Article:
The Government is absolutely right to build Changi Airport's Terminal 5 in phases according to scalable building design modules (Building ahead key to Changi's success: Khaw; Aug 4).
What had worked for its bold vision in constructing the then new Changi Airport way ahead of demand in the 1970s against the advice of international aviation and financial experts may well end up in tears for T5.
Four reasons come to mind.
First, the airport infrastructure of many countries in the region have either caught up with or are fast catching up with Singapore.
Competition is much stiffer today.
For example, 30 years ago, the Gulf countries were nowhere in sight as air hubs.
Today, the Dubai International Airport is ranked the busiest in the world in terms of international passenger traffic.
Who knows, that mantle could be assumed by one of our close neighbours tomorrow.
Second, the skies over Malaysia, Singapore and Indonesia are already among the busiest in the world.
The rapid growth in intra-Asian air travel will put a further strain on aviation capacity.
How many flights can airports in the region accommodate without posing a danger to passenger safety and other service standards?
The sky may be the limit for Changi's ambitions, but the air space above and around Singapore is not limitless.
Third, advancements in aviation technology allowing planes to travel faster and for longer distances without refuelling could alter the route architecture and undermine the hub-and-spoke strategy that has served Changi and Singapore well over the years.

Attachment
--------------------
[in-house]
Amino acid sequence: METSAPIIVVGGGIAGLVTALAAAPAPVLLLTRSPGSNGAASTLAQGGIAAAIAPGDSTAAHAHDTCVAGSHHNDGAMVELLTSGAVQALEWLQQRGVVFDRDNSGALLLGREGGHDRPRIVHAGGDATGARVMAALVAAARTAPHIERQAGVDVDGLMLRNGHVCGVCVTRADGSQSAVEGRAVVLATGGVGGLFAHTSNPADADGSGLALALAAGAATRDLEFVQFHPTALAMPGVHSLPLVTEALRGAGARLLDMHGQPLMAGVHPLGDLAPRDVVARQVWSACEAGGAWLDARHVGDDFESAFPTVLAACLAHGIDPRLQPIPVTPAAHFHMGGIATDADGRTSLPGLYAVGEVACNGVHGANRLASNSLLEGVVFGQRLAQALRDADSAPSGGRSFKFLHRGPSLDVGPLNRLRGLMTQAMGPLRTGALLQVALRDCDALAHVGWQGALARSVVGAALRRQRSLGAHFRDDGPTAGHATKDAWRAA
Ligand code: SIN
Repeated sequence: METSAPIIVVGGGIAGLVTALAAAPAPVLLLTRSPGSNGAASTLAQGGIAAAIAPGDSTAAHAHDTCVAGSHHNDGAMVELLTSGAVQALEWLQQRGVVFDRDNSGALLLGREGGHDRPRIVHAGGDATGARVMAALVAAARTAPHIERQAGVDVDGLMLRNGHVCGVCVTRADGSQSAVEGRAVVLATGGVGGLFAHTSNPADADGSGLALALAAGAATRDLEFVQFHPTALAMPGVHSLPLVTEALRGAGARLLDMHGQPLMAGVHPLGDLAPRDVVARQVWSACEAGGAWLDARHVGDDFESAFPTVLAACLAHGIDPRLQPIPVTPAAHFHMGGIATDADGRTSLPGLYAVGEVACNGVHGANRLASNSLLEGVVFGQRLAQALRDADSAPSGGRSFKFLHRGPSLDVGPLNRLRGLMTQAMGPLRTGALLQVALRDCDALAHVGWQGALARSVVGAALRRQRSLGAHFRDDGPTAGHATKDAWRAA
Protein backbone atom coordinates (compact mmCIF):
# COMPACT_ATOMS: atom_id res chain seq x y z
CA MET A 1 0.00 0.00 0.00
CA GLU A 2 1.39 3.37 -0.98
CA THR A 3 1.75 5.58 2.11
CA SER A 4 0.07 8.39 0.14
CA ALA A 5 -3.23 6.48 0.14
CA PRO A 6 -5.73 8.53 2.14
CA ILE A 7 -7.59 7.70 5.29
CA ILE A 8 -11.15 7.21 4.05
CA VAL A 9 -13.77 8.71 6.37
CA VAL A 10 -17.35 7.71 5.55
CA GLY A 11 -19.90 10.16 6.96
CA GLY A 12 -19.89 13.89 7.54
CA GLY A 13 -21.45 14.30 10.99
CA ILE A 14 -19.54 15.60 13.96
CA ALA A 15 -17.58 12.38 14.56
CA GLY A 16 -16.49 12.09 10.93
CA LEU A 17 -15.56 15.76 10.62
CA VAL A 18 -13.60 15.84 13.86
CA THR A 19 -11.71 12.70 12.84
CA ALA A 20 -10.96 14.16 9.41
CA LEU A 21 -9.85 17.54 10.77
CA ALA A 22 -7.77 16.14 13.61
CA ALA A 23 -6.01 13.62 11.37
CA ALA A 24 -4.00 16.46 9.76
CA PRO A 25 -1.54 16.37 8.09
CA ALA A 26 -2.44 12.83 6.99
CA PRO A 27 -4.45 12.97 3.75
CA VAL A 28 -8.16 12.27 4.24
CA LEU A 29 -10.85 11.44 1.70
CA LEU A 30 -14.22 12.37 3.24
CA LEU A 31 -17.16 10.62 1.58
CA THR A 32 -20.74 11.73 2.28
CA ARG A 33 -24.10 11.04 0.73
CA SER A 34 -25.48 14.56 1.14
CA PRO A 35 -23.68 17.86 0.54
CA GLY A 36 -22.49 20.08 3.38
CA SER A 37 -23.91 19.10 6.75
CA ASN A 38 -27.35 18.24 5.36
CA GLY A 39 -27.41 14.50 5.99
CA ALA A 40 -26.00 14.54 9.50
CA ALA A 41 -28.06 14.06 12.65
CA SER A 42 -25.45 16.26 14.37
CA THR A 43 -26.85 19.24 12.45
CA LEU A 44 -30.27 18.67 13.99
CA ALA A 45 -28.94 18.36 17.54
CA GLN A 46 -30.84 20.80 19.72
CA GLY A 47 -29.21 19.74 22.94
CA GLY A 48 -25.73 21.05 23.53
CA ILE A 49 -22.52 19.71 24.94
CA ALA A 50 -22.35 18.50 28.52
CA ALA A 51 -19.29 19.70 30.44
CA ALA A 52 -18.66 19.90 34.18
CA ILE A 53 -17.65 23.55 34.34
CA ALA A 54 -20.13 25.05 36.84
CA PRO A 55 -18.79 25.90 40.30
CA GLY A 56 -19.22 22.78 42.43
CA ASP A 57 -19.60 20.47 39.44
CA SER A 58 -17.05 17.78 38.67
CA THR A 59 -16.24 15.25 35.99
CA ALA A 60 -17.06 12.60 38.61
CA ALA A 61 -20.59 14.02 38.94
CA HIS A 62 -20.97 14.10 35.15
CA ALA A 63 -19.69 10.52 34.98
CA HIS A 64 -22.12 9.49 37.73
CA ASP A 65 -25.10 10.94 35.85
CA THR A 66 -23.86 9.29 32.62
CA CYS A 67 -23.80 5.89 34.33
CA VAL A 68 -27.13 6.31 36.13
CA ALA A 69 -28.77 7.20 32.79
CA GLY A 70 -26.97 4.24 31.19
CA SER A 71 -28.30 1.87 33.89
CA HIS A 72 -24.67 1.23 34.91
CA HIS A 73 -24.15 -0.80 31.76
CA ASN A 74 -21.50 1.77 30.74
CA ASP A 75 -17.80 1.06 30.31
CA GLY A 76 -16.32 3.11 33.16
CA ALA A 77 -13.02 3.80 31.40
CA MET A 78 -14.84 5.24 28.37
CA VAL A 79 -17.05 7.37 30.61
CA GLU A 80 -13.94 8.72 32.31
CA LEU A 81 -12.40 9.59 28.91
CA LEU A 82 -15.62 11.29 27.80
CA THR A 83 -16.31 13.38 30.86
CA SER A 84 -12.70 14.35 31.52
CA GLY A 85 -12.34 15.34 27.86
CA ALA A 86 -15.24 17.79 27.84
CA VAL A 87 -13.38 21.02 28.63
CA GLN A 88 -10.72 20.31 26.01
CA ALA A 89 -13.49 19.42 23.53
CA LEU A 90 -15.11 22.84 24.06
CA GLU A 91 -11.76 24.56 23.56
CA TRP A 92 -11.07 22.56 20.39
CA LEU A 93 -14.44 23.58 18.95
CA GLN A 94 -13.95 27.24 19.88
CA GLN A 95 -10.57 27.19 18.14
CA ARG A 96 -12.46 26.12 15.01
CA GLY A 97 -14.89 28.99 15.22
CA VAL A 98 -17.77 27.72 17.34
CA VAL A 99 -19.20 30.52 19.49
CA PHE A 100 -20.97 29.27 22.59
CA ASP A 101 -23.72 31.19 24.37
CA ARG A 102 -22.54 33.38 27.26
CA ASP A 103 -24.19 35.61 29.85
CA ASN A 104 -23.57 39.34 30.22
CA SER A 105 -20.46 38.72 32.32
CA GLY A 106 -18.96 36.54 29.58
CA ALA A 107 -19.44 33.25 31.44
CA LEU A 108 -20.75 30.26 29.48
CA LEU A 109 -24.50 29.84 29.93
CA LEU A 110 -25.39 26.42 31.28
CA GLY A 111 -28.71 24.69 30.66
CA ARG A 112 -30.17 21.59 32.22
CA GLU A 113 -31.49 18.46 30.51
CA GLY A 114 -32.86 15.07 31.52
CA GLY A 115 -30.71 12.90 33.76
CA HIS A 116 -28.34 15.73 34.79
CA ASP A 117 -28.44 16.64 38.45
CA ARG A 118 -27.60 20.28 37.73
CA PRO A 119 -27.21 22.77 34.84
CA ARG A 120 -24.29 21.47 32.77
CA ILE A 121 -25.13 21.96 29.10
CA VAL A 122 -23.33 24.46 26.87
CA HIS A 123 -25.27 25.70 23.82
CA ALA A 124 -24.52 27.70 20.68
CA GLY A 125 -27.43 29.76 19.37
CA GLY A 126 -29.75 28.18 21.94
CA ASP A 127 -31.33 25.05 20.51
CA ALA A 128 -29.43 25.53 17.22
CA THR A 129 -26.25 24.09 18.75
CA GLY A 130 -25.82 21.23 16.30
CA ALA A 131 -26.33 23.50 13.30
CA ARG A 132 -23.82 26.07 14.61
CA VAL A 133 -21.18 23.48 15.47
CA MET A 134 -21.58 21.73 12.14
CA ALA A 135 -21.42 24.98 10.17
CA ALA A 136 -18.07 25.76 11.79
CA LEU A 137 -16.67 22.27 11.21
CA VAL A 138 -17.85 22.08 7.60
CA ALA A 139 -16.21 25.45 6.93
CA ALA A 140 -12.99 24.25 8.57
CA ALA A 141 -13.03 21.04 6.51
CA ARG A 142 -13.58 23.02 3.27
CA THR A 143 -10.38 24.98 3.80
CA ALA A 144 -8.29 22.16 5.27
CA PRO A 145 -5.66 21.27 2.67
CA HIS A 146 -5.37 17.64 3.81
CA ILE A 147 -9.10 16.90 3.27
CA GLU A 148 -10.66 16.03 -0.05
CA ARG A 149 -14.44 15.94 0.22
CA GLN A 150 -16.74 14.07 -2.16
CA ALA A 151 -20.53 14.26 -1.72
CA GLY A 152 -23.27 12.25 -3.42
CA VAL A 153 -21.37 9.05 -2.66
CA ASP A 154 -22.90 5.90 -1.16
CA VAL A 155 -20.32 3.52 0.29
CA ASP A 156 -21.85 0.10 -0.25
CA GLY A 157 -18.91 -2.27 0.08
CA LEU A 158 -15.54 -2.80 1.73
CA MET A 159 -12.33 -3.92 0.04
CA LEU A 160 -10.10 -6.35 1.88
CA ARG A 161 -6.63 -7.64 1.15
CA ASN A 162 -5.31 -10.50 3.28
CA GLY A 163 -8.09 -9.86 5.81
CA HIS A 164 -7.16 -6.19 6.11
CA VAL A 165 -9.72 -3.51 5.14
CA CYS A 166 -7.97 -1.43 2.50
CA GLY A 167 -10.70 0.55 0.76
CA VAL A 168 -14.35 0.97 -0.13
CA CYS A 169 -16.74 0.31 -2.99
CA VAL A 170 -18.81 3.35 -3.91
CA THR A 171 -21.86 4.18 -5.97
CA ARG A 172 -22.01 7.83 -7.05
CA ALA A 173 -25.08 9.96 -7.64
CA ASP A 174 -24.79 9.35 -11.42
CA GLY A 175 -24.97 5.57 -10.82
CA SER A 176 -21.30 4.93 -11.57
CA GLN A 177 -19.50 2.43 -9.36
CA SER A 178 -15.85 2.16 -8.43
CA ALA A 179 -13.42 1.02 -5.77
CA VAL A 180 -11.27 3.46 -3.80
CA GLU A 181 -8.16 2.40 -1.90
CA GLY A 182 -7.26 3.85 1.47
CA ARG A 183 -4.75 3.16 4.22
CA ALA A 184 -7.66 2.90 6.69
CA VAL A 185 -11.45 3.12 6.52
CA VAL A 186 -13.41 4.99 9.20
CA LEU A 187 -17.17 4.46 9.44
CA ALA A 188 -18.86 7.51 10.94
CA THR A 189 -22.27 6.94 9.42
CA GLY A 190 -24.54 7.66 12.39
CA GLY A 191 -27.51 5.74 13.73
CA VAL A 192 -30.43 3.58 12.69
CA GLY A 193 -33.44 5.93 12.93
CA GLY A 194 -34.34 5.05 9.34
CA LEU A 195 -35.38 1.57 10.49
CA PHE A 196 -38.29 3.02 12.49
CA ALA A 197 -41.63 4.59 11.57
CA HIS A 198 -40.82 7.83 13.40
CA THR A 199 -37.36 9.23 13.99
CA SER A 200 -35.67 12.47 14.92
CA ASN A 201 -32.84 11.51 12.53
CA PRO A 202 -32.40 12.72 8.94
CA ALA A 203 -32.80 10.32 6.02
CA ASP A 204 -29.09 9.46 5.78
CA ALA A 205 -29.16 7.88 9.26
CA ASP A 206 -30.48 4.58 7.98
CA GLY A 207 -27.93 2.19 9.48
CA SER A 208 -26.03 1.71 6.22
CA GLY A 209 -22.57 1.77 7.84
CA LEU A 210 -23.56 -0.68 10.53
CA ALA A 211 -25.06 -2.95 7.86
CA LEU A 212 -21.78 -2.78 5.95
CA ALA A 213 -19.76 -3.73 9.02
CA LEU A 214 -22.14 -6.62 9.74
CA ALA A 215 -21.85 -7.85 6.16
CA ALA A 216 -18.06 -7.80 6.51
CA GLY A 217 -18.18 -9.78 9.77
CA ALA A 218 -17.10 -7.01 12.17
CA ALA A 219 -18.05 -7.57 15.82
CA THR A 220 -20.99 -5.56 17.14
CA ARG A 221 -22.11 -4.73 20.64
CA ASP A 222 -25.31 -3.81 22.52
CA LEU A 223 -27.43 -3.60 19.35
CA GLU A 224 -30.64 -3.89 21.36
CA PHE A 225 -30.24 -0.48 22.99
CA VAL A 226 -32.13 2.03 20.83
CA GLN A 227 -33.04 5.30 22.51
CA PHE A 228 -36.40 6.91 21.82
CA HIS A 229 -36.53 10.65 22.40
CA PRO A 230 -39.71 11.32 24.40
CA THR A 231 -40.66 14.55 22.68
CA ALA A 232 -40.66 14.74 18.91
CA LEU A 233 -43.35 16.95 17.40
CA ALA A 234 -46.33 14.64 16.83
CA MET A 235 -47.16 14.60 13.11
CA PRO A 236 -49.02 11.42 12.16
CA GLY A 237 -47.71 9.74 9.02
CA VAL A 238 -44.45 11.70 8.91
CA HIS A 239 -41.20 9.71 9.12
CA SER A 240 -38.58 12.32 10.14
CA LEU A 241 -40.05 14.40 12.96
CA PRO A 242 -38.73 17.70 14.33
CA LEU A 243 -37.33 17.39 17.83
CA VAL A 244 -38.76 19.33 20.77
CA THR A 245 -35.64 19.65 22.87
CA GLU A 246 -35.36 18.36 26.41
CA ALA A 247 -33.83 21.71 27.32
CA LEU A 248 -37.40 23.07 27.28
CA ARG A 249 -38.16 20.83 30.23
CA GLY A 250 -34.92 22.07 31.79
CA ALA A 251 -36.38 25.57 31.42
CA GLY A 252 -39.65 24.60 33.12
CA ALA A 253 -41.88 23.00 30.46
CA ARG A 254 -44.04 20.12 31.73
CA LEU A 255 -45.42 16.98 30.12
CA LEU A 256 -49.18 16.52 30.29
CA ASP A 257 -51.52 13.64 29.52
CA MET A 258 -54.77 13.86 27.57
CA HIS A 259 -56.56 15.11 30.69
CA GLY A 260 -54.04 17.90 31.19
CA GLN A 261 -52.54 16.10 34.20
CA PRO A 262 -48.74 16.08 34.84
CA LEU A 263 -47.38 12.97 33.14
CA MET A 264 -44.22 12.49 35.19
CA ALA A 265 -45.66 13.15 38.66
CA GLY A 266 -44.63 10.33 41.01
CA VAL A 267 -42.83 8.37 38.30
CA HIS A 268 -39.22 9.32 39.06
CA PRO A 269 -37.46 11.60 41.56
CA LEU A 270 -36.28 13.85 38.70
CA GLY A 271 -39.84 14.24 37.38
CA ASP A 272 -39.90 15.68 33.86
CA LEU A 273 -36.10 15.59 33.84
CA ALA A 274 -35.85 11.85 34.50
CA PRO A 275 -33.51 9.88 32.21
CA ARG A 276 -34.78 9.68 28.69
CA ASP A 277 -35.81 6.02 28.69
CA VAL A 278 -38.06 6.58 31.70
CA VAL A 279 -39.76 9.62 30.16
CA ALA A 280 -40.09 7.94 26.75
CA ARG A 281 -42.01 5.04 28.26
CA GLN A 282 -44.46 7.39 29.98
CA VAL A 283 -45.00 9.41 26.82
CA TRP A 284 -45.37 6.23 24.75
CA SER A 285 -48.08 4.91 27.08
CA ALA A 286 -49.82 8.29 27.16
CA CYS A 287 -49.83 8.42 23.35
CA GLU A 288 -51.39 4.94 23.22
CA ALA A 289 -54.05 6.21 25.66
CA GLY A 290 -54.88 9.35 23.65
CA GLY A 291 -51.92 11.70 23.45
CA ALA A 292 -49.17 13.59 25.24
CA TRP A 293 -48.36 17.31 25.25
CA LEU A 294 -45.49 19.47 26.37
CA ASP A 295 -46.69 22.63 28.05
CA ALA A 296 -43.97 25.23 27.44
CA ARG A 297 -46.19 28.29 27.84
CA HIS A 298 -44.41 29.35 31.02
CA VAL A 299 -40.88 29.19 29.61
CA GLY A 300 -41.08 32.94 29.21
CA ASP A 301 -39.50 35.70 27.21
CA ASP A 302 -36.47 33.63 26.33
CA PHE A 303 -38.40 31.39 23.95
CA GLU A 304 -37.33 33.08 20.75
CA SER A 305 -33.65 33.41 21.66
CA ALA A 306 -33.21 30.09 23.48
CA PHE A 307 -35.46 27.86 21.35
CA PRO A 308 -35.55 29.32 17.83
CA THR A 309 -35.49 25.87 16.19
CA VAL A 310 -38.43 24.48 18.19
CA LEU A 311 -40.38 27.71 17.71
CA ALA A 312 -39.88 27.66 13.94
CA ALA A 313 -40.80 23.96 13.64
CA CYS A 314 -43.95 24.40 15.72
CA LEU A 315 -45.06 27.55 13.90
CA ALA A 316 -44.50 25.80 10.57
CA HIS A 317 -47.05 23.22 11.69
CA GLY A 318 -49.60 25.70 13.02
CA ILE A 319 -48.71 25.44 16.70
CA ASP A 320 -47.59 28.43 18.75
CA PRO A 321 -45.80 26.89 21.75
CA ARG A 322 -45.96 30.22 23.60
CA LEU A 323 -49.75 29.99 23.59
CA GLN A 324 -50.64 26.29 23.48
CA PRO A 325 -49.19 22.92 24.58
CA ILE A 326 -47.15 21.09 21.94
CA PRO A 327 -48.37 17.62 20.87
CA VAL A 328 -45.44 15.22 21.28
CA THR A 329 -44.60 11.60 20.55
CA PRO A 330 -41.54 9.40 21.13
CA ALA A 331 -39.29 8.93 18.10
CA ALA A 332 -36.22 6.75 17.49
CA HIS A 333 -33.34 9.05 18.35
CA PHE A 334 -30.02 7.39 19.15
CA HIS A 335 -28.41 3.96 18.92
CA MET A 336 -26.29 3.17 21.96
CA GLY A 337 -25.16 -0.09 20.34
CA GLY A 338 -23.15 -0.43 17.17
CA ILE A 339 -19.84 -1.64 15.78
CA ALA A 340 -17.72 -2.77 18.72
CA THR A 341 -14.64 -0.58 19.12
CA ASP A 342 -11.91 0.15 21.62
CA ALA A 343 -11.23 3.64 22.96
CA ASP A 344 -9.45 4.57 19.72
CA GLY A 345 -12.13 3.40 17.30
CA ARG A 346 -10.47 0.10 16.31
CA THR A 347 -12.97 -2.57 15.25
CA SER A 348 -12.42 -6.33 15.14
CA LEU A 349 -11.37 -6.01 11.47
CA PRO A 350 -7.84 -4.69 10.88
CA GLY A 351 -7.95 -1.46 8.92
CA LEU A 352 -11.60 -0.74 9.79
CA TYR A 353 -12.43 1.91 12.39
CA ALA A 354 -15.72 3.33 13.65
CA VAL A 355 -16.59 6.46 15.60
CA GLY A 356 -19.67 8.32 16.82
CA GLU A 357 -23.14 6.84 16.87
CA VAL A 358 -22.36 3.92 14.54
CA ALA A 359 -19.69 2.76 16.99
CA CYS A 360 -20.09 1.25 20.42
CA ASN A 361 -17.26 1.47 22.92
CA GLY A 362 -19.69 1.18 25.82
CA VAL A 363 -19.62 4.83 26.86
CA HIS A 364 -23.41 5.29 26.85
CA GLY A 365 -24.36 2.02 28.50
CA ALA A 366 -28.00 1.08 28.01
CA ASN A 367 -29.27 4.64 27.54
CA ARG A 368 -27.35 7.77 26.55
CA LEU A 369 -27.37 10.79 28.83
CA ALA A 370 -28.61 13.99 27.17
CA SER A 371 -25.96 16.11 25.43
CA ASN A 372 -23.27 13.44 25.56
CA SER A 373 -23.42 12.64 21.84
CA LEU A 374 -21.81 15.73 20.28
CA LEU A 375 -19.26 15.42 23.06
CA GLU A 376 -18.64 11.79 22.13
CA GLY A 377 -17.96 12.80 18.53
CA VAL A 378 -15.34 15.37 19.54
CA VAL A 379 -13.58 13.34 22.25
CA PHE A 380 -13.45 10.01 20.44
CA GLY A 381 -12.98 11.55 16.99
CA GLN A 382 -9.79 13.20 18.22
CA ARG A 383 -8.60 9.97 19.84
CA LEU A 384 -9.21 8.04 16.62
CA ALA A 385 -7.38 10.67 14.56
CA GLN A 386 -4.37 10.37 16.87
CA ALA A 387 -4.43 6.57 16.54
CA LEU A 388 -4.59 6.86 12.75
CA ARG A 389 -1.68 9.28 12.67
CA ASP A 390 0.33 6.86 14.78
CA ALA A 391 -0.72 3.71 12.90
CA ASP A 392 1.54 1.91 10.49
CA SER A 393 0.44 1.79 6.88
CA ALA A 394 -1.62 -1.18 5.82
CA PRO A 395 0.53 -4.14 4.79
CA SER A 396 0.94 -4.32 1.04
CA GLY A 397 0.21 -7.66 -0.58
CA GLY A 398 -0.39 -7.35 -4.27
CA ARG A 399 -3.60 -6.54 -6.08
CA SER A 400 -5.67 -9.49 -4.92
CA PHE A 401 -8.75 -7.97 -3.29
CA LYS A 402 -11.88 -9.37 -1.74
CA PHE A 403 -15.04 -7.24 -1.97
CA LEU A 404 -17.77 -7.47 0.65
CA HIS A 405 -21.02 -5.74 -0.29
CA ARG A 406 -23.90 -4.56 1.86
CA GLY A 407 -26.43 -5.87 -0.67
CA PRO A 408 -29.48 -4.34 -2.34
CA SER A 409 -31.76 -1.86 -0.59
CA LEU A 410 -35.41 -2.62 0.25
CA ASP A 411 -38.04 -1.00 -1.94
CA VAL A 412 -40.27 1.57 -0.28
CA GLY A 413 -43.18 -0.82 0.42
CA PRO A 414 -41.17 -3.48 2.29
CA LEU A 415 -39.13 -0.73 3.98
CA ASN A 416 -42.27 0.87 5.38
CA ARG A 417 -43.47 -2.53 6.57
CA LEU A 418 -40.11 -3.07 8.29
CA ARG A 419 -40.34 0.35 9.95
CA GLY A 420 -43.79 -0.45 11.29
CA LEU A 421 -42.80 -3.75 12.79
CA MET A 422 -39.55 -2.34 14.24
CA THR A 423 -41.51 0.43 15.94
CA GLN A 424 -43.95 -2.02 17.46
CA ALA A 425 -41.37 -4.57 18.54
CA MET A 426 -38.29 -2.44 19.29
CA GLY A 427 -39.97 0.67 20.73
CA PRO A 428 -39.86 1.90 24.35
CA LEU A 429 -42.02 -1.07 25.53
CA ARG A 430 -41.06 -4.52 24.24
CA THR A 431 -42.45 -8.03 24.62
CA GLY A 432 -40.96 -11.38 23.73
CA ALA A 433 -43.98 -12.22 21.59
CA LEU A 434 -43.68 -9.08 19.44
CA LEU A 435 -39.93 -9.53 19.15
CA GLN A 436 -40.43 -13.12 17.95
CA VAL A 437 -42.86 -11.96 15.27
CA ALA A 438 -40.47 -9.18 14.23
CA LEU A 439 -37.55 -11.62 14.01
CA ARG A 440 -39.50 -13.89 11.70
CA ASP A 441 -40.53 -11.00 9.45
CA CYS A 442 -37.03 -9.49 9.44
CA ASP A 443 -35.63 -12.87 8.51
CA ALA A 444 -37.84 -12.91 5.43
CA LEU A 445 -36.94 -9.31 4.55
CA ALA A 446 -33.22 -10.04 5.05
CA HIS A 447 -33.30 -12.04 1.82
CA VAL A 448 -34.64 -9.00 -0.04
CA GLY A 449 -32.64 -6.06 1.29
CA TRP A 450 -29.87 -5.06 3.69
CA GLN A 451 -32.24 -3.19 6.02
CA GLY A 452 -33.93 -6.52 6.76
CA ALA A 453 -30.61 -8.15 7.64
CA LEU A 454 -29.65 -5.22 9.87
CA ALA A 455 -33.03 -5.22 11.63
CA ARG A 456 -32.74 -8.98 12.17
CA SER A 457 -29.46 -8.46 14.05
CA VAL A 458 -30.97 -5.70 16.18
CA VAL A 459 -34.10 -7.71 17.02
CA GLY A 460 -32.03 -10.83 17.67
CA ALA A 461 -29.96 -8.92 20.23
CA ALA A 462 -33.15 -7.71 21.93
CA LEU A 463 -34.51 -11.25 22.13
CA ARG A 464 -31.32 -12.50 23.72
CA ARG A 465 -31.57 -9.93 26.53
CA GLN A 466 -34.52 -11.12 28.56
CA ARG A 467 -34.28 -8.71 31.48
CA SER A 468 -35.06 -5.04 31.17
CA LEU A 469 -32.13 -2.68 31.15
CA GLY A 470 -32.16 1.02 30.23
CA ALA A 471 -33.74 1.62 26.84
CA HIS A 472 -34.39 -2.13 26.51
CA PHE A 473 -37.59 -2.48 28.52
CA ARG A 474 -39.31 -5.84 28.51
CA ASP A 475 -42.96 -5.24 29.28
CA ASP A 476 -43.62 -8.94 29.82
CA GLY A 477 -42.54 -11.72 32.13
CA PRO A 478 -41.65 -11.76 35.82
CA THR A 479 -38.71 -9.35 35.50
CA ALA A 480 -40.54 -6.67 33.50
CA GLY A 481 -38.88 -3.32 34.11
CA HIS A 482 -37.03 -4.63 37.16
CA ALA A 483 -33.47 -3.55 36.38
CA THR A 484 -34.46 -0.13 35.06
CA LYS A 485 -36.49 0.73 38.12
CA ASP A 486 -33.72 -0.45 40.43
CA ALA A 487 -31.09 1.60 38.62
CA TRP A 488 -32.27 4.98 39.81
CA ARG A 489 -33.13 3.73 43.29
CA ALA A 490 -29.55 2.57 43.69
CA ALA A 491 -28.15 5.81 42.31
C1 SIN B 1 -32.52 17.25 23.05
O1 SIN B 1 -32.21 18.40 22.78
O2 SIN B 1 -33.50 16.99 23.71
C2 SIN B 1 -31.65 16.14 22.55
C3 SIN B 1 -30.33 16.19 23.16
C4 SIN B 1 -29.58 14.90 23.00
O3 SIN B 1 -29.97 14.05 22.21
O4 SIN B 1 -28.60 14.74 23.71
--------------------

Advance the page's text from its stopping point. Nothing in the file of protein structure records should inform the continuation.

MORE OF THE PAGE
Fourth, advancements in high-speed rail technology and its eventual roll-out across the Asian continent could also crimp the growth of the airline industry.
Such alternative and sustainable modes of travel must be welcomed to relieve the potential choke points in the air.
Changi has done fairly well in developing an airport as a destination - not merely as a point of embarkation and disembarkation - ahead of the competition.
But it cannot afford to live on past glories or the operating formulas of yesteryear, and must continue to raise its service offerings to a higher plane.
Singapore can be the leading global city for seamless multi-modal transport and logistics connectivity and delivery.
And it must organise itself to seize this nascent opportunity as soon as possible.
Toh Cheng Seong